Friday, September 16, 2011

SCUPPERNONGS

I didn't think to try get a photo til I had them bagged for the freezer.  This is a peek down into the Ziploc.

We stopped at a wonderful little roadside market-stand on the way back from Georgia last Sunday---the bright yellow boards and the crookedy signs of "HOT BOILED PEANUTS" and "GEORGIA PEACHES" beckoned us in, and we browsed the still-hot aisles perfumed with all sorts of vegetables---the shucky snap of crisp corn, the dry rustly scent of net-bagged peanuts, the sharp, thickety sweet of the scuppernongs and musky-dines.   (I had to say it, just once).

We got pale-rosy plums, fat with sweet pulp, and two enormous sweet potatoes, big as kids' footballs (I baked one last night, and it served all four of us, sliced into soft-slumpy golden rounds and topped with butter and brown sugar).    

Chris asked the yearly question:  "Do you have any GREEN peanuts?"    And we seem to be early or late, every time, settling for the dry heft of a couple of the orange-net bags.    He'll put a big boiling on in the huge new stainless crockpot in Caro's kitchen one of these mornings, and they'll simmer all day, so he'll have quite a few bags for the freezer to nuke for a quick snack any time.  (moire non re: that one bag I open and crack for him as he drives, every time we head home with our bounty). 

I browsed the jellies and jams and relishes---almost choosing the hot pickles, the pickled okra, the moonshine jelly, just for the lark of it.   But I just made a big batch of the hotsy-totsies, there's still some okra from last year in the fridge, and neither of us is partial to 'shine, especially not to the ruination of a perfectly good Cathead biscuit.

I selected a clear green hot pepper jelly, for nibbles with crackers and cream cheese, while he hand-sacked six pounds of scuppernongs for jelly-making.    Scups are the paler, thicket-cousin of the muscadine---like lightly-bronzed grapes.   Their thick skins are gently veined with the pale, Braillish lace of a cantaloupe, and will pop right off with a squeeze, leaving the round innards intact like the famous "peeled grapes" of movie-vamp and small-town Halloween House fame.   

I washed these and put them in the freezer soon as we got home, for they tend to brew their own liquor  and draw every gnat between here and Memphis, if left in the bag very long.   They will be cooked off, run through Mammaw's "jelly cone" to get that tang-stronger-than-Concord into the juice.   Then the juice will be strained and cut with just a little white-grape juice for the jelly-making.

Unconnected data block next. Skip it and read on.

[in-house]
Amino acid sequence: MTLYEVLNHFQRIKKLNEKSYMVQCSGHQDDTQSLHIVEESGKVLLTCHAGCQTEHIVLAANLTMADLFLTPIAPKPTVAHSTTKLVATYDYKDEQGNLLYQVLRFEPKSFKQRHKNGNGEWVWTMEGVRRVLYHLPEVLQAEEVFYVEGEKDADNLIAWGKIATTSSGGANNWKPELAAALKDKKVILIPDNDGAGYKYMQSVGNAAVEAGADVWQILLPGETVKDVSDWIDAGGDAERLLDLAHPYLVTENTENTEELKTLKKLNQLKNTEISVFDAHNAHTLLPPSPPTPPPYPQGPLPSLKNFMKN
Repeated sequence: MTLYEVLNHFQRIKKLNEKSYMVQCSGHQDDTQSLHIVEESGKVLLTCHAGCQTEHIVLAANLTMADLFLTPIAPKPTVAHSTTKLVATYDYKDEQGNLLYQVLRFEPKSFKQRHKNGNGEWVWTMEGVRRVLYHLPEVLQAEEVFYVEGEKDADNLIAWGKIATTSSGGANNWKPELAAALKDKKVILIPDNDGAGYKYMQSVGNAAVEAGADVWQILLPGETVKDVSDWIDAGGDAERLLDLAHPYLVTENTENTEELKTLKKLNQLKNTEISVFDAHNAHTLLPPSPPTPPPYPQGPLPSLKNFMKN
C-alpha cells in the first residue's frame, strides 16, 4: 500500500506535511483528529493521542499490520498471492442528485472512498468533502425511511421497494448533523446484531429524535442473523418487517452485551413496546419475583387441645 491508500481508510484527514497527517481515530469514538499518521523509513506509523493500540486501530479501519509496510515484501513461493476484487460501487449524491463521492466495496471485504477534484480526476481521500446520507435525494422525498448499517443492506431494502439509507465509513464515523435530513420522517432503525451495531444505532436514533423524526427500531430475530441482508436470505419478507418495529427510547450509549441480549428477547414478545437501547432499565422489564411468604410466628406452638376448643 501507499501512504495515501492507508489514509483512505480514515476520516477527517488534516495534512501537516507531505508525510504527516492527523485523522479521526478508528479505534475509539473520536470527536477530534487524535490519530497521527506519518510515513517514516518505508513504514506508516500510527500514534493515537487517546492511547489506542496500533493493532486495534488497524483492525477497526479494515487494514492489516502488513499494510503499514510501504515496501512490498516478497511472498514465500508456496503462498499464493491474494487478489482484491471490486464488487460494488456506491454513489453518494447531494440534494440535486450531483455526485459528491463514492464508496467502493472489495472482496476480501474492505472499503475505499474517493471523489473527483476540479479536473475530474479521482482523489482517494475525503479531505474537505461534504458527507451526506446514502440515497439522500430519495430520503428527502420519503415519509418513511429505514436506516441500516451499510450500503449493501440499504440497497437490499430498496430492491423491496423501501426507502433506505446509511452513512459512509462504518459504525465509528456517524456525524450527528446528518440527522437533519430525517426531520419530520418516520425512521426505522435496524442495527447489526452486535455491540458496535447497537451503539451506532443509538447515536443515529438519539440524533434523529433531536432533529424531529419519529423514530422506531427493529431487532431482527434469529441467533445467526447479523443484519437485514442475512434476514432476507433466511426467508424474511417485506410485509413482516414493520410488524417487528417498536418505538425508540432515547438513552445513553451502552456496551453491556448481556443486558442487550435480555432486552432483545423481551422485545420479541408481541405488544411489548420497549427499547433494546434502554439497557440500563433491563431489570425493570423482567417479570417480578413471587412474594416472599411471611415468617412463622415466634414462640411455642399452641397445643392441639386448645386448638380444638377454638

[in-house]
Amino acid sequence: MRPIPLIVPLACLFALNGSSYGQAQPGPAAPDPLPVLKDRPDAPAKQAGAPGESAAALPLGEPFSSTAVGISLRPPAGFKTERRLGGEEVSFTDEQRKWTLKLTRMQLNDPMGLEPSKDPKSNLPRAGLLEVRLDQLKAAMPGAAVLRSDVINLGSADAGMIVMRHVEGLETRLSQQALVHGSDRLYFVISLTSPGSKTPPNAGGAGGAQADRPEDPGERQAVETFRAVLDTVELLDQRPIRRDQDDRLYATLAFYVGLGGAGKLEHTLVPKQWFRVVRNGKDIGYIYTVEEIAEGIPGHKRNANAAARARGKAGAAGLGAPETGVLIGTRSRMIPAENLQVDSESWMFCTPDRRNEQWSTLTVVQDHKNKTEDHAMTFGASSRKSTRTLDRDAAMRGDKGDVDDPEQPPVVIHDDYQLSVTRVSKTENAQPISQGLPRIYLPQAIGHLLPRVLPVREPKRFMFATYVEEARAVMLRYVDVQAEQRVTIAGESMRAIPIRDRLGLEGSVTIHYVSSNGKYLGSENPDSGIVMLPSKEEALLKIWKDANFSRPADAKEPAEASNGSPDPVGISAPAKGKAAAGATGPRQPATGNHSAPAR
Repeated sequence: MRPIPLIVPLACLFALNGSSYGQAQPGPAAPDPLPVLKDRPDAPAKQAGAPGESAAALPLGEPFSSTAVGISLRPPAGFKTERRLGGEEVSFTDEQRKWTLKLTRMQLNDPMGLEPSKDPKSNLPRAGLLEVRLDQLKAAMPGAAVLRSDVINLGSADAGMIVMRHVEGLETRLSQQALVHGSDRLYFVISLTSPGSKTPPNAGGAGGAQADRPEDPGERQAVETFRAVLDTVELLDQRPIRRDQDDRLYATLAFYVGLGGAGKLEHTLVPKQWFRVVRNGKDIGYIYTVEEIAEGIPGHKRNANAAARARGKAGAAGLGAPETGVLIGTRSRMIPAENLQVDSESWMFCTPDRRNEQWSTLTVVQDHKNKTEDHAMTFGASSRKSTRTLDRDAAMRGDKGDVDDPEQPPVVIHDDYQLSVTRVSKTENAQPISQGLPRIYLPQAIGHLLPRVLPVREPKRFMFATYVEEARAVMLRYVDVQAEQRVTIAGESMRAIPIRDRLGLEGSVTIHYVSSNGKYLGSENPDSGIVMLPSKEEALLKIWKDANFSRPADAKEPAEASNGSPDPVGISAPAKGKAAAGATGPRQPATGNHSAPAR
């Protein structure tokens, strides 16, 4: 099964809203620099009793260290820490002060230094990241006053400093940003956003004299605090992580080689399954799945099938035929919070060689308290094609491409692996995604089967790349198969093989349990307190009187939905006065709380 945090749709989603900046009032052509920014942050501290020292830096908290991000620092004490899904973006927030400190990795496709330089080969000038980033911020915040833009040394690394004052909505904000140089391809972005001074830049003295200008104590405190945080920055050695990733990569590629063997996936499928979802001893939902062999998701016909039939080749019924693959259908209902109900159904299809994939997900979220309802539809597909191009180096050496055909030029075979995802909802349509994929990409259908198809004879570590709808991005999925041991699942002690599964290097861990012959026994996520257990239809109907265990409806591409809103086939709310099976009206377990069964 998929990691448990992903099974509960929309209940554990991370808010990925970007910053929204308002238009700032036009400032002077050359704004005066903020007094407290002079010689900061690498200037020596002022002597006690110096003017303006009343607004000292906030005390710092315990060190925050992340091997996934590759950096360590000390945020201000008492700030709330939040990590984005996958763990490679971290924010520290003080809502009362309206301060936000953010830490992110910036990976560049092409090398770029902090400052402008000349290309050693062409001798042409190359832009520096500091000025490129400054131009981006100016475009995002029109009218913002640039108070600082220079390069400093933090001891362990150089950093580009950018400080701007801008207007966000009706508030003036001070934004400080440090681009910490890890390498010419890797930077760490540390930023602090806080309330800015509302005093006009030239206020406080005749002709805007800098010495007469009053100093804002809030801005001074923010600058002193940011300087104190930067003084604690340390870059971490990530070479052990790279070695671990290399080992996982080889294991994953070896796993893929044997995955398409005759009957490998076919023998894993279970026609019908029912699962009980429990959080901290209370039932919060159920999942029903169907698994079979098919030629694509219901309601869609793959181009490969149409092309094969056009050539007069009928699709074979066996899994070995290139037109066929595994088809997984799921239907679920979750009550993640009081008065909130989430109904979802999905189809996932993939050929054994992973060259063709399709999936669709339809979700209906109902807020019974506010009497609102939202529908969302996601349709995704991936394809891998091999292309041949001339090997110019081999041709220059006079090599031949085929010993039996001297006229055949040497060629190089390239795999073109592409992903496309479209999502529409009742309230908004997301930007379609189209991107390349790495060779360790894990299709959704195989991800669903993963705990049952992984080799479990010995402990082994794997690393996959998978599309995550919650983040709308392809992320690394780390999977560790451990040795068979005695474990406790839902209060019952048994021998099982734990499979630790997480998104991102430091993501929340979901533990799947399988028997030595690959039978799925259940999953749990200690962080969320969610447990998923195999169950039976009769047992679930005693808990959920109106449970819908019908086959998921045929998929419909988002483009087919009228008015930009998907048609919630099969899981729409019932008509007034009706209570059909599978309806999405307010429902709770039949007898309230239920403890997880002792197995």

It's been in the Forties-to-Sixties here since we got home, and just the having of these familiar old Southern Scuppernongs has left the lingering fragrance of Fall in the house .

7 comments:

Bev said...

Scuppernongs..thought you were swearing there for a minute..all sounds great Rachel..MUST GO TO THE SOUTHERN USA.

Jane and Lance Hattatt said...

Hello Rachel:
All of this sounds both magical and delicious. This time of the year, although it means farewell to summer, really does have so much in the way of compensation.

Have a lovely and relaxing weekend.

steelersandstartrek said...

Does Caro put up as well? My mother does, like it's a religious requirement. Doing so is on my list of things I wanna do eventually, along with lose weight, plant a garden, read Tolstoy, and grow my hair back. But younger folks I work with stare at me blankly when I speak longingly of homemade jellies, sauces, and fresh veggies frozen for the winter. Their reaction ranges from "that's what stores are for" to the more common "I eat in restaurants."

But summer memories for me are inseperable from the 300 degree kitchen and the boiling jars, the careful arrangement inside the glass of the beans or baby corn for the Fair submission and the frustration with the jar lids that decided not to seal for whatever reason.

There was nothing like the taste of a fresh-open jar of that strawberry jam in January!

Chesapeake said...

Aw, if you could have just come home via Chesapeake, we would have let you have the privilege of picking some scuppernongs, from whence Chris' wine comes. And some blue muscadines, the Nobles. And okra, and pimientos. And oh, by the way, can one make paminna cheese with green pimientos? Inquiring minds want to know!

Kim Shook said...

OK, y'all, I just finished breakfast and now I'm hungry again! It all sounds so lovely. I have done just a little canning and really enjoy it. Both the doing and the having. We are lucky to live in the age of air conditioning - when I can, I just crank it up!

Chessie - I would think that you could certainly make paminna cheese with green pimientos. I sometimes do it with green olives when I have a hankering and don't have any of those teency jars!

Wsprsweetly Of Cottages said...

It all sounds so wonderful. I would love to visit Georgia again. My son and his wife are headed out there for a few weeks on vacation. They close the bakery and put a sign in the window. My eldest daughter (of four girls) lives Laurenceville and Granddaughter in Winder GA. Perhaps some day. I hope so.
It just sounded so nice to drive and stop at a roadside stand. We so seldom see that out here.

No real signs of Fall yet. Only for a day or so...and then back to 90 degree heat and higher. I hope we get another break soon.
A ROADSIDE stand... *sigh*

Jeanne said...

Hello Rachel, I have been in Fl and you have been in GA. Not much visiting and I have missed you. I have to tell ya, you talk about food I have never heard of. However, it sure makes me want to know it intimately. Mmmmmmm, that Southern cooking turns me on. Oh yeah! Tell me more about it. HA! re: Scuppernongs, hotsy-totsies and 'green' peanuts???

Welcome home,
Love, Jeanne